Deb_r2Deb Alcadinho is the owner of Your Brand Power and Westshore Women’s Business Network (WWBN). She works with business and professional women to develop their personal brands to help them gain their competitive edge and stand out in a crowded marketplace, increasing revenues and their branding. WWBN provides a networking platform, training and business development for business women to connect, inspire, learn, grow and succeed. 

Build Your Personal Network

Do you want to stand out against the competition? Is that competition another company in your industry or another individual?

Your personal network is crucial, an established relationship can help you stand out against your competitor.

personal network

Some might consider social media ‘the key to networking’. But just the other day I was having a conversation with my 24 year old son, who although very active in social media, recognizes the craving for face-to-face interaction. As human beings our physical and emotional needs cannot be met with technology alone. We have an innate need to connect both personally and professionally, in person, face to face. Personal networking, known as ‘in person networking’ or ‘offline networking’ is still the best form of relationship building and the best way to build your personal network. Certainly complement or augment the face to face with other forms of on-line marketing for a well rounded networking platform.

Networking can be defined as building relationships BEFORE you need them. The world can be a daunting place when you immediately need something and have no idea who to call. Consider the idea of having a few friends, colleagues or friends in business that you could call for their advice, recommendations or suggestions. This personal network makes the NEED so much easier to handle. Facebook and LinkedIn have become a great tool to ask for a broad recommendation from your ‘friends’. But if mastered correctly, building your personal network can make the difference between a good recommendation and a great recommendation. We’ve all heard the term, people do business with people they know, like and trust.

The term ‘networking’ might be a buzz word, but we’ve been doing it for centuries. We listened to our fathers who, when presented by a friend’s dilemma to source a good roofer, painter or  hardware item, were happy to set up their friend with ‘Bob’, who would take care of them. Their personal network was established and grew by the friends and acquaintances they knew who could help each other.

We’ve done it ourselves, we recommend a good hairdresser, seamstress, Sally at the clothing store we love, Sue at the shoe store we love.

You build a personal network without thinking. Think a bit more strategically about how you can build your personal network. Your personal network should be a win/win for both of you – think about ways you can help others and how others might help you.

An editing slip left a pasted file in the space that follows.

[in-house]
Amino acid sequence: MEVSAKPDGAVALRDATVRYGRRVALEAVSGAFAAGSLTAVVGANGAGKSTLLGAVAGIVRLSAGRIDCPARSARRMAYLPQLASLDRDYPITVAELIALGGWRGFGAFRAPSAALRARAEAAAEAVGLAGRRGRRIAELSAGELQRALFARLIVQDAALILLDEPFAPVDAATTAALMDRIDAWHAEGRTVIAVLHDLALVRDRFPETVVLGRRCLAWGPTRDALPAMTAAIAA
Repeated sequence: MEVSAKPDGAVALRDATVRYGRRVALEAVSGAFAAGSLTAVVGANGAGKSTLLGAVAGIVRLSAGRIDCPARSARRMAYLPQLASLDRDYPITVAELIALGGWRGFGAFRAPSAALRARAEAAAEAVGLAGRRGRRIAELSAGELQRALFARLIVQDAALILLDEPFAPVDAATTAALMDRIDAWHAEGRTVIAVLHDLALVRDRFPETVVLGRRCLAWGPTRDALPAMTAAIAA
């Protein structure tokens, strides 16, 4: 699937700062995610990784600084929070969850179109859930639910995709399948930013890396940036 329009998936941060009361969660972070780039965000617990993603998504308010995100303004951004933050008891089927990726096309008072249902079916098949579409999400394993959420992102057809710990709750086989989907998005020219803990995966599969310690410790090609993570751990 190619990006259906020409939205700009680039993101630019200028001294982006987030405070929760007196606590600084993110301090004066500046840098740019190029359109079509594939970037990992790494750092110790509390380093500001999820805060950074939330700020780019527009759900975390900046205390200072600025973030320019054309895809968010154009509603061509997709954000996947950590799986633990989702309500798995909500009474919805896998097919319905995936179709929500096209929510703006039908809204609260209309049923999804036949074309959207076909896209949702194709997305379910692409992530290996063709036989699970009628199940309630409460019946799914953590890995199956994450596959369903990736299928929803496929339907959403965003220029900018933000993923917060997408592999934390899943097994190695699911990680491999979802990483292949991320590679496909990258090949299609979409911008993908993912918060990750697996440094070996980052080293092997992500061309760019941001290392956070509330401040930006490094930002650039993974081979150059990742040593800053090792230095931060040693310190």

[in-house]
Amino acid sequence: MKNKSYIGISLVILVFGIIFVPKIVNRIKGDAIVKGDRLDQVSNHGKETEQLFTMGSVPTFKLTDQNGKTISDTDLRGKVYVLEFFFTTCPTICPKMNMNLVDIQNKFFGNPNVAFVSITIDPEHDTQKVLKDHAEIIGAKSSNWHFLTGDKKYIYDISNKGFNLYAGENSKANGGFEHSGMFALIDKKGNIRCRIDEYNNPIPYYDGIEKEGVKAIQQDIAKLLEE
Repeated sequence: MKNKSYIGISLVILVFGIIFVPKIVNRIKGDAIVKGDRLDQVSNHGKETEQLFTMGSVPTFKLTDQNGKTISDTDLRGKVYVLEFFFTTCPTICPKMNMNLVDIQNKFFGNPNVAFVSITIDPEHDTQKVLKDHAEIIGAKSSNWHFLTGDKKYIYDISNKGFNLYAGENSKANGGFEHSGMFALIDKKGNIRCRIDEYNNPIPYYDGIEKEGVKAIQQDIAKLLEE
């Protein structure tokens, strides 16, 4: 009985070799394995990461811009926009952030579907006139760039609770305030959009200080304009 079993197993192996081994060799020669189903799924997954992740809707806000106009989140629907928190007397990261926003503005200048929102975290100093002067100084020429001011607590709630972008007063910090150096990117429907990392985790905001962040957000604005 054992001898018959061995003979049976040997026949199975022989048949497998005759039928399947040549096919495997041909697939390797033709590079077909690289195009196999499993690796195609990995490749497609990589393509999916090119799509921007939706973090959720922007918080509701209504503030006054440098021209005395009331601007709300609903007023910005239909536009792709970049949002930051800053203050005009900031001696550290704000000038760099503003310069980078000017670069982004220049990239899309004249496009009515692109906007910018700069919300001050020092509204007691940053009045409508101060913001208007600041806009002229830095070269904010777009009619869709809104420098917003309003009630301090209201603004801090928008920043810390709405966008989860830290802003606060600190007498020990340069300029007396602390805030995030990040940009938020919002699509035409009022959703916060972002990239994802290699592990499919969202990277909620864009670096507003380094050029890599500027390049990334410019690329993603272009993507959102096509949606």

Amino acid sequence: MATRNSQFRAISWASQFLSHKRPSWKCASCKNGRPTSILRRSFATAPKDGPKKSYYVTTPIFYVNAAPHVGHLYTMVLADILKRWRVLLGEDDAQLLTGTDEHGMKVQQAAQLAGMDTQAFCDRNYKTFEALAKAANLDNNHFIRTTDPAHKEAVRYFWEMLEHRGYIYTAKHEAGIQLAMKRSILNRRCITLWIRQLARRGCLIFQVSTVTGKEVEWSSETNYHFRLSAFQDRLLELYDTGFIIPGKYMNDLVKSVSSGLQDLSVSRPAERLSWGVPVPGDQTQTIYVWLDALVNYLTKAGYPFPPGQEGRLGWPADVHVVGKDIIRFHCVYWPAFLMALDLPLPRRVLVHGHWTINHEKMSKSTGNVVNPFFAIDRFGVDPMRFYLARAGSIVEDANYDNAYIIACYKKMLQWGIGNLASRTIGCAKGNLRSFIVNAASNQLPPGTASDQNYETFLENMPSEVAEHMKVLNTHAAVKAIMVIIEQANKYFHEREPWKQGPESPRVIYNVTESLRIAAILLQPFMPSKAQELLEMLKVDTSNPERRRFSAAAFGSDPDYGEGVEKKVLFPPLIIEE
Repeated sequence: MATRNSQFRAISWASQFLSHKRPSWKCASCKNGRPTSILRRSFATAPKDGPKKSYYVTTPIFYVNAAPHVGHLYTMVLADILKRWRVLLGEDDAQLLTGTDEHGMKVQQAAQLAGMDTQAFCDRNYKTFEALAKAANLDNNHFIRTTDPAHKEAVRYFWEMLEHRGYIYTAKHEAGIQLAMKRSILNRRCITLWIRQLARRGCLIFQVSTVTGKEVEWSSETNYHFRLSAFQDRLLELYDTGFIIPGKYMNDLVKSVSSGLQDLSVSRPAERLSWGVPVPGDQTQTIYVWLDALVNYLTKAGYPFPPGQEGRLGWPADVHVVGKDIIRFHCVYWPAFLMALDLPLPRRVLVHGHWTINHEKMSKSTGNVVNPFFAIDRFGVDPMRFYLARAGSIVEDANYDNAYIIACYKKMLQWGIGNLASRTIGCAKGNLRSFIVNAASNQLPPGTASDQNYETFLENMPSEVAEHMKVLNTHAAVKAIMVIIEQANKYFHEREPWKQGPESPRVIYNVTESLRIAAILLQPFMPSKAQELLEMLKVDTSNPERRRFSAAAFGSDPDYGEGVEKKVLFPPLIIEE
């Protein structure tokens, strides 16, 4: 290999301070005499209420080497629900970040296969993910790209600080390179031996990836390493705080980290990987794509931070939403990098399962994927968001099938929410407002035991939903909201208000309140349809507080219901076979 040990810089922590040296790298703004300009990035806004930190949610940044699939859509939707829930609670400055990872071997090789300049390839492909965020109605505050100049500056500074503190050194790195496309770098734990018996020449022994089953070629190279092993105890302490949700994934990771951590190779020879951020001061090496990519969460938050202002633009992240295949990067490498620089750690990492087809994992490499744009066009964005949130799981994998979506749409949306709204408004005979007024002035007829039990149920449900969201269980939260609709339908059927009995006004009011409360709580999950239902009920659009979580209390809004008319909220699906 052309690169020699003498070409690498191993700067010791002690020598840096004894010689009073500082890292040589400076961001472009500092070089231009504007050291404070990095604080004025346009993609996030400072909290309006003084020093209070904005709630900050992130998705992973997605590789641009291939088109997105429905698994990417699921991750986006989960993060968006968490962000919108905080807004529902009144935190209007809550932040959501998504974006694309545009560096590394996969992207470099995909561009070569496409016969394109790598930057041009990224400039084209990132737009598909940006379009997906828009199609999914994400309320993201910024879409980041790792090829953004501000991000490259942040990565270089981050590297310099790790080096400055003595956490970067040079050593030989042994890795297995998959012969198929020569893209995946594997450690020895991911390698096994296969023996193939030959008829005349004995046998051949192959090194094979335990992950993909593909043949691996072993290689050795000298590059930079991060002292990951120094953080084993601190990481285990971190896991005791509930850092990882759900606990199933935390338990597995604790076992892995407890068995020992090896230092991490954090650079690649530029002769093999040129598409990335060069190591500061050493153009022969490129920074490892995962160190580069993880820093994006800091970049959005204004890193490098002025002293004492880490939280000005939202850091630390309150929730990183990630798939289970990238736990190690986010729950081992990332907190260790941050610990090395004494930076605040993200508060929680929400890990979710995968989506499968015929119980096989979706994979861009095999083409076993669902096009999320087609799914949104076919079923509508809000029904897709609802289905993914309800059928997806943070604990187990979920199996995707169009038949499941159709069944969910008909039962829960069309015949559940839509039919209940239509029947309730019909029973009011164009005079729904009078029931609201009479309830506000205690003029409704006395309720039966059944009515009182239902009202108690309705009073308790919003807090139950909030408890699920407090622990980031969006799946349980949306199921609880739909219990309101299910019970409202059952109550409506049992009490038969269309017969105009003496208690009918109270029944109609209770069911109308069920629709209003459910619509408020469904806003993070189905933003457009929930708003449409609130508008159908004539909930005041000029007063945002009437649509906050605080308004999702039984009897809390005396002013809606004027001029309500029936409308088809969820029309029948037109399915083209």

It’s time consuming to compile your databases but it’s worth it. It will help you streamline and target your approach to those you want to reach out to. Put your contacts into categories to help you streamline. MS Excel works great for this.

Here are 4 categories you might want to consider:

Your Entire Database: your entire reach – everyone you’ve had contact with – your Rolodex (for those of us old enough to know what a Rolodex is!), Twitter, Facebook, email, people we’ve met, phone, etc)

Your Personal Network: your business network, friends and family, or specific groups. But be careful, this list should not be over a few hundred; the determining factor is “would they immediately return your phone call”.

Your Inner Circle: who would give you honest feedback without fear of offending you. Might be in the range of 20-50 people depending on how big your personal network is.

Your Advisory Board: these are your go-to people. A small group of 5+ people. You are particularly close to these people and they will give you honest advice, opinions and clarity when asked.

At the end of the day, you feel most comfortable interacting with people you like, who make you feel good, make you feel comfortable and are fun to be with. Not everyone can be THAT person, it takes practice… but try to be that person for others who are feeling uncomfortable with networking.

Build your personal network, be strategic. Remember that others are trying to be build their personal networks too and be courteous in their exploration of you. Enjoy the process.

Deb_r2Deb Alcadinho is the owner of Your Brand Power and Westshore Women’s Business Network (WWBN). She works with business and professional women to develop their personal brands to help them gain their competitive edge and stand out in a crowded marketplace, increasing revenues and their branding. WWBN provides a networking platform, training and business development for business women to connect, inspire, learn, grow and succeed.